November 04, 2022 09:45
South Korea and the U.S. decided to extend massive aerial drills that were to end Friday after North Korea fired an intercontinental ballistic missile on Thursday morning.
Pak Jong-chon, the top military officer in North Korea, warned Thursday night that extending the air drills is a "huge mistake" and the situation is now "out of control." At midnight, the North fired three more short-range ballistic missiles into the East Sea.
The long-range missile fired in the morning is believed to have fallen into the East Sea once the second-stage booster separated from the missile. "The North fired an ICBM into the East Sea from Sunan, Pyongyang around 7:40 a.m.," the Joint Chiefs of Staff here said. "We found that the missile flew 760 km at a speed of Mach 15 after reaching an altitude of about 1,920 km."
The booster separated successfully, but the missile seems to have fizzled due to a shortage of thrust power. Though the launch was not a complete success, the regime seems to have made some progress compared to earlier tests.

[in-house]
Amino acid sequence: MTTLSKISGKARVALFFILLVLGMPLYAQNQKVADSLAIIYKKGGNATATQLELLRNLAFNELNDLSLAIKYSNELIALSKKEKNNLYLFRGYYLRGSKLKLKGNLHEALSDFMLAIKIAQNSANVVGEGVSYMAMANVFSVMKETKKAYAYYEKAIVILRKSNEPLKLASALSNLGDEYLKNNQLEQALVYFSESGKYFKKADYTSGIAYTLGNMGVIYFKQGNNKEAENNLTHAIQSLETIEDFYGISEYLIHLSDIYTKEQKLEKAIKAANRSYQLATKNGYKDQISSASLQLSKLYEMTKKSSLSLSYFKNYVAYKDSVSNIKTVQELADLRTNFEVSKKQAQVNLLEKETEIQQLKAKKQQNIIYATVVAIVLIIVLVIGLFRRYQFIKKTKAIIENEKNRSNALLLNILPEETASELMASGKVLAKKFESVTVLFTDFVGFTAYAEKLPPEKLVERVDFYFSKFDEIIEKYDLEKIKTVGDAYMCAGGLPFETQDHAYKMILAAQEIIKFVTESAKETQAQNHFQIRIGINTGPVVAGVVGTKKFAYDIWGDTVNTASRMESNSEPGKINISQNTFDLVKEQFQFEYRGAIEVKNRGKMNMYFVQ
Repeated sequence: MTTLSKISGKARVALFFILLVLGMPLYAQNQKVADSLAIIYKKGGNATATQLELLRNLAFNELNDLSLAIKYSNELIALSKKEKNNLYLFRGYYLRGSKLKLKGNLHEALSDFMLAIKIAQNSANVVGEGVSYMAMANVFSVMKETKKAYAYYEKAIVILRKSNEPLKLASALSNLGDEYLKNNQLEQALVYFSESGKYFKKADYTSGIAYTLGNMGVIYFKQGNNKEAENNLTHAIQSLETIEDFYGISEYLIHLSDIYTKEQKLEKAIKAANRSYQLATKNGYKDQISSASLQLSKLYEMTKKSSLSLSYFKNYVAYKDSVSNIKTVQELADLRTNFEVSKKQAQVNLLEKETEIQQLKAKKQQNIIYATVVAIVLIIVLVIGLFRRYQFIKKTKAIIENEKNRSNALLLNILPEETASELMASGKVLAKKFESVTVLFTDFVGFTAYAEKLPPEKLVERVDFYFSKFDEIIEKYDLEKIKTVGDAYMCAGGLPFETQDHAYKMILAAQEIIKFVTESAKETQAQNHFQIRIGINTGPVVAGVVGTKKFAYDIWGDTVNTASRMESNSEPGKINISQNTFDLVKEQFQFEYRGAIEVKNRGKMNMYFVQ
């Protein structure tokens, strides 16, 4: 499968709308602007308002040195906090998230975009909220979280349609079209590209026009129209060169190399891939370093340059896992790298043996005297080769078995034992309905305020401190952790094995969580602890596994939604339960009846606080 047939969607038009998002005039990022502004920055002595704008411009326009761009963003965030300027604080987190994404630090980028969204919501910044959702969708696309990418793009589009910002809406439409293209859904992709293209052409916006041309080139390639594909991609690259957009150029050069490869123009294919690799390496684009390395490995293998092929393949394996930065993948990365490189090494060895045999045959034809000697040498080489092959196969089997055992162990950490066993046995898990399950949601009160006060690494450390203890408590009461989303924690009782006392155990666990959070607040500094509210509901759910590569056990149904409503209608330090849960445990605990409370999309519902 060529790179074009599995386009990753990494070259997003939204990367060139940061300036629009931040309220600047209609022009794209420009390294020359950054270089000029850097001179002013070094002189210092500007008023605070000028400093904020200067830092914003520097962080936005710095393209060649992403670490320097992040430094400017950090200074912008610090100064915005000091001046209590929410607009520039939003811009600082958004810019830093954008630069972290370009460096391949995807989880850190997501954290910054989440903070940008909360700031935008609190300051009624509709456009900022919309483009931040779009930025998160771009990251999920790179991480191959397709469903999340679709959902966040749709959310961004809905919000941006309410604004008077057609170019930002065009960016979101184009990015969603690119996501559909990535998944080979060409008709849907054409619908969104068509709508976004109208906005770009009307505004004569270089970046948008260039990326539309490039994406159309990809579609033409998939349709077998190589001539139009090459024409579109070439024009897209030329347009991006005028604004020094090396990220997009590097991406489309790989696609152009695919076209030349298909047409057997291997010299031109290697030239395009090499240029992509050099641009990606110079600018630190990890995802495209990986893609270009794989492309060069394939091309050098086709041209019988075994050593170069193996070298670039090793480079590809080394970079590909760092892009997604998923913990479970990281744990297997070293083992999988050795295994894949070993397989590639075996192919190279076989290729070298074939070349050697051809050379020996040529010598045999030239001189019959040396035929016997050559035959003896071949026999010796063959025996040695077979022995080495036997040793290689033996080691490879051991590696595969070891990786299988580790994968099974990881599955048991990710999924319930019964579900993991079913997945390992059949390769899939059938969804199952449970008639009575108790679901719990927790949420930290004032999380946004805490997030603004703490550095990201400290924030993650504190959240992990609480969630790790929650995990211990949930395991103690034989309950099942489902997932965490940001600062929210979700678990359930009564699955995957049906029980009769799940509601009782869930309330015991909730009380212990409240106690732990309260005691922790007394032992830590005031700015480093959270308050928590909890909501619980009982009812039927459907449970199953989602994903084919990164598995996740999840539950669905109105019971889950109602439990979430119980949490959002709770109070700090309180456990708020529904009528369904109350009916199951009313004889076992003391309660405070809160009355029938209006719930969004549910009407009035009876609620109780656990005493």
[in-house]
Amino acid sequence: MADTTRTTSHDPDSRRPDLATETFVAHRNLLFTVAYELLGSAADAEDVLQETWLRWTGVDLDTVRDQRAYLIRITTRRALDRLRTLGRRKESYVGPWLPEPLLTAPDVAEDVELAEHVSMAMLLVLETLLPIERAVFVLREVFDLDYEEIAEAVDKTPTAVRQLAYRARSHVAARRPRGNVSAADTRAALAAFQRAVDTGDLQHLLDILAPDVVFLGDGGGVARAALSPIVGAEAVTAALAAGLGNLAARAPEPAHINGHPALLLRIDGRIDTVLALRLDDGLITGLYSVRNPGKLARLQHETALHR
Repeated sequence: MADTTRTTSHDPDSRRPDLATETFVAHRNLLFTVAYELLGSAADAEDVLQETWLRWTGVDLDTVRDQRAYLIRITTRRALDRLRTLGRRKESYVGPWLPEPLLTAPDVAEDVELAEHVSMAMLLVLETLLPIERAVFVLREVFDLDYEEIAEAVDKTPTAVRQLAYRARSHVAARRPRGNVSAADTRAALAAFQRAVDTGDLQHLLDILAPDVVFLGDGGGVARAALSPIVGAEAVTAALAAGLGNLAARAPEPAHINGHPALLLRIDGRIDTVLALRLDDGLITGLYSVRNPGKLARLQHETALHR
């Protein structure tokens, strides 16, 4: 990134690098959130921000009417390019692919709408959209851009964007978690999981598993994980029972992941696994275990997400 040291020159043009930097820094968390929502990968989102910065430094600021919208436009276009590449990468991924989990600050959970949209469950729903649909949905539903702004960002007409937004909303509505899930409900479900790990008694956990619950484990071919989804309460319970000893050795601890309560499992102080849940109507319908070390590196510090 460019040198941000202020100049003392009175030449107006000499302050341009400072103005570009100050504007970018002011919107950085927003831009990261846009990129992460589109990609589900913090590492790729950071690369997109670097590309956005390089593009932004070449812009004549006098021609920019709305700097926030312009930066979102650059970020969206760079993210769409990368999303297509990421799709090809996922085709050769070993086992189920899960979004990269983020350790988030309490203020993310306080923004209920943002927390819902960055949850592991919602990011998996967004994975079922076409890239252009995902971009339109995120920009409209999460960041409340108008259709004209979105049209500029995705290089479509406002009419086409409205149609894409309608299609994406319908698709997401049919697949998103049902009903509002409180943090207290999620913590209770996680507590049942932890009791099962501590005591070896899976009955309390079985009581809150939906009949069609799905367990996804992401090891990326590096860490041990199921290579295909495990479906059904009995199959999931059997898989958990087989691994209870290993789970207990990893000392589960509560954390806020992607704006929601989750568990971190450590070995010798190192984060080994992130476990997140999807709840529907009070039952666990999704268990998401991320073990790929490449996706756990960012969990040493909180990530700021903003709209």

With a range of 15,000 km, the missile -- unofficially dubbed Hwasong 17 -- could strike any target in the U.S.
Pyongyang also fired two short-range ballistic missiles Thursday morning.
The North has reacted with a furious volley of missiles to the air drills, which practice hitting vital installations in the North. Some 240 warplanes are taking part, including about 140 South Korean aircraft such as F-35A, F-15K and KF-16 fighter jets and KC330 mid-air refueling aircraft, as well as about 100 U.S. warplanes such as F35B fighters, EA-18G Growler electronic warfare aircraft, U-2 high-altitude reconnaissance aircraft and KC-135 Stratotanker aerial refueling aircraft.
The two allies are practicing destroying North Korean fighter jets in air combat and striking more than 700 major targets in North Korea like nuclear missile bases, command posts and major munitions factories.
The training kicked off on Oct. 31 and was originally scheduled to end Friday, but the two countries unprecedentedly decided to extend it, though they did not say for how long.
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